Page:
‘The Last Thing He Wanted’ – better stories wanted
As the cinemas continue to be closed and new movie releases remain retired, streaming platforms have had to fill the gap. This week, I caught up with one of the newer Netflix-only releases that had everything going for it in terms of cinematic value – a star-studded cast in a political thriller based on a Joan Didion novel, and directed by Dee Rees, the mastermind behind the 2017 hit Mudbound. Yes, you can’t go to the movies, but you can bring the movies to you!
At least, it seemed that way. Yet, watching The Last Thing He Wanted may be the last thing you’d want to do as you spend your time at home. As political as this political thriller may be, it’s not the most thrilling film in the world. Most of the film’s two-hour runtime left me in a disoriented fog as I tried to make sense of the movie’s plot.
You follow Anne Hathaway as Elena McMahon, a left wing reporter stuck covering the 1984 Reagan campaign, who has the drive for stories with more weight. When her father becomes too ill to complete a shady assignment to Central America, she fills in his shoes and ends up caught in the midst of the very story she’s dying to tell. Danger at every turn, she journeys on to uncover the details of the plot, despite having multiple opportunities to forget what she’s seen and head home.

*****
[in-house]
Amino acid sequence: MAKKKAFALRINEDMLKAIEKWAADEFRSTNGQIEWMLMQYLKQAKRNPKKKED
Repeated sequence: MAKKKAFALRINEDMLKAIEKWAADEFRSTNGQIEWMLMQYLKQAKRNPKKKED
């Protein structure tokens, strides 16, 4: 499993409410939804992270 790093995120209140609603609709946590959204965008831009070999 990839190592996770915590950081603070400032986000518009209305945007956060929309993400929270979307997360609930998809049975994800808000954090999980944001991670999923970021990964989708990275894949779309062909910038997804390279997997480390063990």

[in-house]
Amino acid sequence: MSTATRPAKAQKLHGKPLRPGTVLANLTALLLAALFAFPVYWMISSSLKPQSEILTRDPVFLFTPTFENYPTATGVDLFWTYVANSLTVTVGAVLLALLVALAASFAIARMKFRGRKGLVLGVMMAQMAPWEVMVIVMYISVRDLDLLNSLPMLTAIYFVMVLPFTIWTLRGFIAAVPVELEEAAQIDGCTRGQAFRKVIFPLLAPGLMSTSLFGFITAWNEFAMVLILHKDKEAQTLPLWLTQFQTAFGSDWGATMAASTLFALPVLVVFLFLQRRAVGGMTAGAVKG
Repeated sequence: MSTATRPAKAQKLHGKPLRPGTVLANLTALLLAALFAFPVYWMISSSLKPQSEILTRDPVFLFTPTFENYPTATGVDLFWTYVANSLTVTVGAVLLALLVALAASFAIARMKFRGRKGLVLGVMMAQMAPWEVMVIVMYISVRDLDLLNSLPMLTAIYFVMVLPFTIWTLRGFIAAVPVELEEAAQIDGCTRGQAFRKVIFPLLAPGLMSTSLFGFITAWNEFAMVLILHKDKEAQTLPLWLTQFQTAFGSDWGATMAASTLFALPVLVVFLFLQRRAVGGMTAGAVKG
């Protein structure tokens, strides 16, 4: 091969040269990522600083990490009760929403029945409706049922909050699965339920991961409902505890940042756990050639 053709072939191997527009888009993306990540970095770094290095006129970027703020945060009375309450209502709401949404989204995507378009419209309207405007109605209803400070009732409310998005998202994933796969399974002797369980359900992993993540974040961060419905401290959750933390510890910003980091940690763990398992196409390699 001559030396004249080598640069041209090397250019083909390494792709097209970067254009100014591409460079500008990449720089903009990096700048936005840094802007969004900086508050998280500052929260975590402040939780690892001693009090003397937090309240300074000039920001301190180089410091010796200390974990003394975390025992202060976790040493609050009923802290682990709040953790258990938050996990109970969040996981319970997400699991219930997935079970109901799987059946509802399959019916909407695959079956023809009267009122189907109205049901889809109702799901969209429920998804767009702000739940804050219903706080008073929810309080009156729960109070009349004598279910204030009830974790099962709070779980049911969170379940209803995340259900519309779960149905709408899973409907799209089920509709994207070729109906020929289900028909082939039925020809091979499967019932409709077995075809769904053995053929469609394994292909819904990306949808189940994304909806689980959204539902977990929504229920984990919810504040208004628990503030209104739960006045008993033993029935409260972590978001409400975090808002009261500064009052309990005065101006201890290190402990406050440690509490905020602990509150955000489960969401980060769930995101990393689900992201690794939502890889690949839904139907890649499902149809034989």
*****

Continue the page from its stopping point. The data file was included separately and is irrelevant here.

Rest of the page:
On paper, The Last Thing He Wanted sounds like the classic tale of a journalistic ambition being the path to glory or a tragic downfall. Hathaway plays this well, especially in scenes where she’s conflicted about her role as a mother and a role as a journalist. Yet, as good as she is, the movie remains near impossible to follow up until the very last moments, and even then, it’s less than clear. The film feels scattered and mistakes being complex or being complicated. It hinges on the character’s investment in the plot, but manages to lose the audience by the time it all unfolds.
At its core, The Last Thing He Wanted is a movie about a person deciding the story she was following was too dull, and that she deserved to be following a better one. Viewers might find themselves relating to the main character all to well.